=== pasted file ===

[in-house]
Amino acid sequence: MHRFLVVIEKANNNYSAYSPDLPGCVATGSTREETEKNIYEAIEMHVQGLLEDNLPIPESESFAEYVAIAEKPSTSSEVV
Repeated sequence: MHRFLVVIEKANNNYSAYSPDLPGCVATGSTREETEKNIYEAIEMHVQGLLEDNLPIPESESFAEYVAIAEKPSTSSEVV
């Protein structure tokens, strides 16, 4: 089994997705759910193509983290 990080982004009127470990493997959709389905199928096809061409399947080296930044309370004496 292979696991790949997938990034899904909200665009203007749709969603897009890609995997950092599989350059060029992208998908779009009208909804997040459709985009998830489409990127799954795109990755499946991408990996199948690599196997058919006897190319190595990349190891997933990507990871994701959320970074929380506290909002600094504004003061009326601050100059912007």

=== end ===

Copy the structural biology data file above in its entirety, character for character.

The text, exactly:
[in-house]
Amino acid sequence: MHRFLVVIEKANNNYSAYSPDLPGCVATGSTREETEKNIYEAIEMHVQGLLEDNLPIPESESFAEYVAIAEKPSTSSEVV
Repeated sequence: MHRFLVVIEKANNNYSAYSPDLPGCVATGSTREETEKNIYEAIEMHVQGLLEDNLPIPESESFAEYVAIAEKPSTSSEVV
């Protein structure tokens, strides 16, 4: 089994997705759910193509983290 990080982004009127470990493997959709389905199928096809061409399947080296930044309370004496 292979696991790949997938990034899904909200665009203007749709969603897009890609995997950092599989350059060029992208998908779009009208909804997040459709985009998830489409990127799954795109990755499946991408990996199948690599196997058919006897190319190595990349190891997933990507990871994701959320970074929380506290909002600094504004003061009326601050100059912007």